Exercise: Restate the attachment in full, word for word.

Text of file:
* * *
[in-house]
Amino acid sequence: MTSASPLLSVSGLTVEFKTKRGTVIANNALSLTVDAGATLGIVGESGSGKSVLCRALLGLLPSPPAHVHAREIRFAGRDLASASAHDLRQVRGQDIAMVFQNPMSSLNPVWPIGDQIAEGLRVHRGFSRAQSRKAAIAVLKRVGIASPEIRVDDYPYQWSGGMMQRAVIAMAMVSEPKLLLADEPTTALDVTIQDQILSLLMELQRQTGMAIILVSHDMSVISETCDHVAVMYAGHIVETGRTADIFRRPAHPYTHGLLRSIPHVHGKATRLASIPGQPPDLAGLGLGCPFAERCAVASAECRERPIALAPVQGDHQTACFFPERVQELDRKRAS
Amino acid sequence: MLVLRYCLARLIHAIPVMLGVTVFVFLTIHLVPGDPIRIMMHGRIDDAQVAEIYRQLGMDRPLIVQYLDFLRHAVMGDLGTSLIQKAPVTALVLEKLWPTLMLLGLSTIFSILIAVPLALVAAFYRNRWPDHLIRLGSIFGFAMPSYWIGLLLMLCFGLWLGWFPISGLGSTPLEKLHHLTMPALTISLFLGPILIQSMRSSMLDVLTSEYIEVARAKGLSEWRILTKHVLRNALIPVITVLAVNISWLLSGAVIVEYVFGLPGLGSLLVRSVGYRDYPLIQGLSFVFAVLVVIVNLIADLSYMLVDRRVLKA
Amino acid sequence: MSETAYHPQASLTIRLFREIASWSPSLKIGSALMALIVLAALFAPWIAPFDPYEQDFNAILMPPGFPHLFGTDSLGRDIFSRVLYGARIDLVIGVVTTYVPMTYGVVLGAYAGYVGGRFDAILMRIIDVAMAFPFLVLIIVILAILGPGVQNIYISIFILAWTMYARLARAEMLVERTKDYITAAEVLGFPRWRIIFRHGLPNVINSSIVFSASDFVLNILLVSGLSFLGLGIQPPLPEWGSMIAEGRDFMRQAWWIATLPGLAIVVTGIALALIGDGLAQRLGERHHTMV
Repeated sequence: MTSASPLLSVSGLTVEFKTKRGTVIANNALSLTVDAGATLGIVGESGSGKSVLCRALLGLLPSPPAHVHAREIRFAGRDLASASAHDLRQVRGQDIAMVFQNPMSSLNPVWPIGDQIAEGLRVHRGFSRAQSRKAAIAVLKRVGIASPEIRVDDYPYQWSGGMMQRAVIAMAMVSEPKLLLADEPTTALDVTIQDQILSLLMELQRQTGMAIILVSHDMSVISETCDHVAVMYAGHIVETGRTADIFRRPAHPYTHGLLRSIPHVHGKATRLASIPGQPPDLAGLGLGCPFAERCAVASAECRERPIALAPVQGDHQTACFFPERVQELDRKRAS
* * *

[in-house]
Amino acid sequence: MTSASPLLSVSGLTVEFKTKRGTVIANNALSLTVDAGATLGIVGESGSGKSVLCRALLGLLPSPPAHVHAREIRFAGRDLASASAHDLRQVRGQDIAMVFQNPMSSLNPVWPIGDQIAEGLRVHRGFSRAQSRKAAIAVLKRVGIASPEIRVDDYPYQWSGGMMQRAVIAMAMVSEPKLLLADEPTTALDVTIQDQILSLLMELQRQTGMAIILVSHDMSVISETCDHVAVMYAGHIVETGRTADIFRRPAHPYTHGLLRSIPHVHGKATRLASIPGQPPDLAGLGLGCPFAERCAVASAECRERPIALAPVQGDHQTACFFPERVQELDRKRAS
Amino acid sequence: MLVLRYCLARLIHAIPVMLGVTVFVFLTIHLVPGDPIRIMMHGRIDDAQVAEIYRQLGMDRPLIVQYLDFLRHAVMGDLGTSLIQKAPVTALVLEKLWPTLMLLGLSTIFSILIAVPLALVAAFYRNRWPDHLIRLGSIFGFAMPSYWIGLLLMLCFGLWLGWFPISGLGSTPLEKLHHLTMPALTISLFLGPILIQSMRSSMLDVLTSEYIEVARAKGLSEWRILTKHVLRNALIPVITVLAVNISWLLSGAVIVEYVFGLPGLGSLLVRSVGYRDYPLIQGLSFVFAVLVVIVNLIADLSYMLVDRRVLKA
Amino acid sequence: MSETAYHPQASLTIRLFREIASWSPSLKIGSALMALIVLAALFAPWIAPFDPYEQDFNAILMPPGFPHLFGTDSLGRDIFSRVLYGARIDLVIGVVTTYVPMTYGVVLGAYAGYVGGRFDAILMRIIDVAMAFPFLVLIIVILAILGPGVQNIYISIFILAWTMYARLARAEMLVERTKDYITAAEVLGFPRWRIIFRHGLPNVINSSIVFSASDFVLNILLVSGLSFLGLGIQPPLPEWGSMIAEGRDFMRQAWWIATLPGLAIVVTGIALALIGDGLAQRLGERHHTMV
Repeated sequence: MTSASPLLSVSGLTVEFKTKRGTVIANNALSLTVDAGATLGIVGESGSGKSVLCRALLGLLPSPPAHVHAREIRFAGRDLASASAHDLRQVRGQDIAMVFQNPMSSLNPVWPIGDQIAEGLRVHRGFSRAQSRKAAIAVLKRVGIASPEIRVDDYPYQWSGGMMQRAVIAMAMVSEPKLLLADEPTTALDVTIQDQILSLLMELQRQTGMAIILVSHDMSVISETCDHVAVMYAGHIVETGRTADIFRRPAHPYTHGLLRSIPHVHGKATRLASIPGQPPDLAGLGLGCPFAERCAVASAECRERPIALAPVQGDHQTACFFPERVQELDRKRAS